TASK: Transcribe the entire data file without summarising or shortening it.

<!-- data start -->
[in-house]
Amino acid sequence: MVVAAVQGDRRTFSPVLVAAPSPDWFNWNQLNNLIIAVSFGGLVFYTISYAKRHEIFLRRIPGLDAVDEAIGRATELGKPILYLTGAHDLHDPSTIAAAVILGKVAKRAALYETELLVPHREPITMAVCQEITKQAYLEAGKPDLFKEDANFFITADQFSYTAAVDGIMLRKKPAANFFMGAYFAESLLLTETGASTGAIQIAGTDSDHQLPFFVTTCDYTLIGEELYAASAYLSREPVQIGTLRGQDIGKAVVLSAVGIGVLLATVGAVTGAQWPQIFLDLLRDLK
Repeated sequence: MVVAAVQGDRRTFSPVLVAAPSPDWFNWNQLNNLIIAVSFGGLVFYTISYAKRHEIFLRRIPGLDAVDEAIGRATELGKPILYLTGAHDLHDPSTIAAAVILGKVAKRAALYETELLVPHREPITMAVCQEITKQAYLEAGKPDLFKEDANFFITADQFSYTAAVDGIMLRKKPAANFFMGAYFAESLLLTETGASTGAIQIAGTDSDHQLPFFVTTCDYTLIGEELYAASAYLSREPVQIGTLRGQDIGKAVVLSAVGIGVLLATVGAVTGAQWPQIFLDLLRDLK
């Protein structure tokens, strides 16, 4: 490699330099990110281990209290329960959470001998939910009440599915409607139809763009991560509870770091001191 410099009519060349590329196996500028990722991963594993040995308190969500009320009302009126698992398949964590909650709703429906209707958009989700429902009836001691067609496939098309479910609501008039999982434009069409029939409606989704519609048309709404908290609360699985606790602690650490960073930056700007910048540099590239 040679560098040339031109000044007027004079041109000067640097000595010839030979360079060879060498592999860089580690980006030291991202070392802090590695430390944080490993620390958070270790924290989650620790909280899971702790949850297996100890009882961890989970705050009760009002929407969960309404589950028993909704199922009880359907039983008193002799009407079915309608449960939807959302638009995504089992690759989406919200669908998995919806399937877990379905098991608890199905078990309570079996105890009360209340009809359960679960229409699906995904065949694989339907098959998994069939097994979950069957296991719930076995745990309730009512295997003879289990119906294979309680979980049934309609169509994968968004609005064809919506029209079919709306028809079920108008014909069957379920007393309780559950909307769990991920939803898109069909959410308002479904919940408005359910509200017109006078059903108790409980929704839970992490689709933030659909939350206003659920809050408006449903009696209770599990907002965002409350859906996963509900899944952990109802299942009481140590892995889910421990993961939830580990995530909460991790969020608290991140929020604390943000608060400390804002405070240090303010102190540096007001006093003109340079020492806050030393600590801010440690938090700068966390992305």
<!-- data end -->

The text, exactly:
[in-house]
Amino acid sequence: MVVAAVQGDRRTFSPVLVAAPSPDWFNWNQLNNLIIAVSFGGLVFYTISYAKRHEIFLRRIPGLDAVDEAIGRATELGKPILYLTGAHDLHDPSTIAAAVILGKVAKRAALYETELLVPHREPITMAVCQEITKQAYLEAGKPDLFKEDANFFITADQFSYTAAVDGIMLRKKPAANFFMGAYFAESLLLTETGASTGAIQIAGTDSDHQLPFFVTTCDYTLIGEELYAASAYLSREPVQIGTLRGQDIGKAVVLSAVGIGVLLATVGAVTGAQWPQIFLDLLRDLK
Repeated sequence: MVVAAVQGDRRTFSPVLVAAPSPDWFNWNQLNNLIIAVSFGGLVFYTISYAKRHEIFLRRIPGLDAVDEAIGRATELGKPILYLTGAHDLHDPSTIAAAVILGKVAKRAALYETELLVPHREPITMAVCQEITKQAYLEAGKPDLFKEDANFFITADQFSYTAAVDGIMLRKKPAANFFMGAYFAESLLLTETGASTGAIQIAGTDSDHQLPFFVTTCDYTLIGEELYAASAYLSREPVQIGTLRGQDIGKAVVLSAVGIGVLLATVGAVTGAQWPQIFLDLLRDLK
């Protein structure tokens, strides 16, 4: 490699330099990110281990209290329960959470001998939910009440599915409607139809763009991560509870770091001191 410099009519060349590329196996500028990722991963594993040995308190969500009320009302009126698992398949964590909650709703429906209707958009989700429902009836001691067609496939098309479910609501008039999982434009069409029939409606989704519609048309709404908290609360699985606790602690650490960073930056700007910048540099590239 040679560098040339031109000044007027004079041109000067640097000595010839030979360079060879060498592999860089580690980006030291991202070392802090590695430390944080490993620390958070270790924290989650620790909280899971702790949850297996100890009882961890989970705050009760009002929407969960309404589950028993909704199922009880359907039983008193002799009407079915309608449960939807959302638009995504089992690759989406919200669908998995919806399937877990379905098991608890199905078990309570079996105890009360209340009809359960679960229409699906995904065949694989339907098959998994069939097994979950069957296991719930076995745990309730009512295997003879289990119906294979309680979980049934309609169509994968968004609005064809919506029209079919709306028809079920108008014909069957379920007393309780559950909307769990991920939803898109069909959410308002479904919940408005359910509200017109006078059903108790409980929704839970992490689709933030659909939350206003659920809050408006449903009696209770599990907002965002409350859906996963509900899944952990109802299942009481140590892995889910421990993961939830580990995530909460991790969020608290991140929020604390943000608060400390804002405070240090303010102190540096007001006093003109340079020492806050030393600590801010440690938090700068966390992305």